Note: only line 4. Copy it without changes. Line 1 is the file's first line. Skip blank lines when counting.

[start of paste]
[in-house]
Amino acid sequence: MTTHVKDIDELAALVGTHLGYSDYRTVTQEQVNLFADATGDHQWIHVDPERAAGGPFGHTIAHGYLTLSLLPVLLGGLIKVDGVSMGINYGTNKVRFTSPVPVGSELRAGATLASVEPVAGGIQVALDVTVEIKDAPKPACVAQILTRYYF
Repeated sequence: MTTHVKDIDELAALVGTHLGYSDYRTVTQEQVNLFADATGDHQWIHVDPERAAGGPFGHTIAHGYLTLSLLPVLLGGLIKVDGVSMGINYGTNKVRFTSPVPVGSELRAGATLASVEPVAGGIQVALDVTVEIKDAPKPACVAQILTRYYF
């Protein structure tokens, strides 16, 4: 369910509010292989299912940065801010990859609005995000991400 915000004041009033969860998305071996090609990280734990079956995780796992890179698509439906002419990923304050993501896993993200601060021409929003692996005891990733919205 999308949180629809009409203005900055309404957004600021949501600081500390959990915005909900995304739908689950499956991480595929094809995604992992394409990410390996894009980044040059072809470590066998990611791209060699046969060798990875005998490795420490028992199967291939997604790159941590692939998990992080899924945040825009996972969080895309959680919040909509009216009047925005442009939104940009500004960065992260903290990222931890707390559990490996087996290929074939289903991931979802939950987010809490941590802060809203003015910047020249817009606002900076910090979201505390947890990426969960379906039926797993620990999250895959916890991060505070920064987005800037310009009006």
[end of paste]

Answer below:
């Protein structure tokens, strides 16, 4: 369910509010292989299912940065801010990859609005995000991400 915000004041009033969860998305071996090609990280734990079956995780796992890179698509439906002419990923304050993501896993993200601060021409929003692996005891990733919205 999308949180629809009409203005900055309404957004600021949501600081500390959990915005909900995304739908689950499956991480595929094809995604992992394409990410390996894009980044040059072809470590066998990611791209060699046969060798990875005998490795420490028992199967291939997604790159941590692939998990992080899924945040825009996972969080895309959680919040909509009216009047925005442009939104940009500004960065992260903290990222931890707390559990490996087996290929074939289903991931979802939950987010809490941590802060809203003015910047020249817009606002900076910090979201505390947890990426969960379906039926797993620990999250895959916890991060505070920064987005800037310009009006």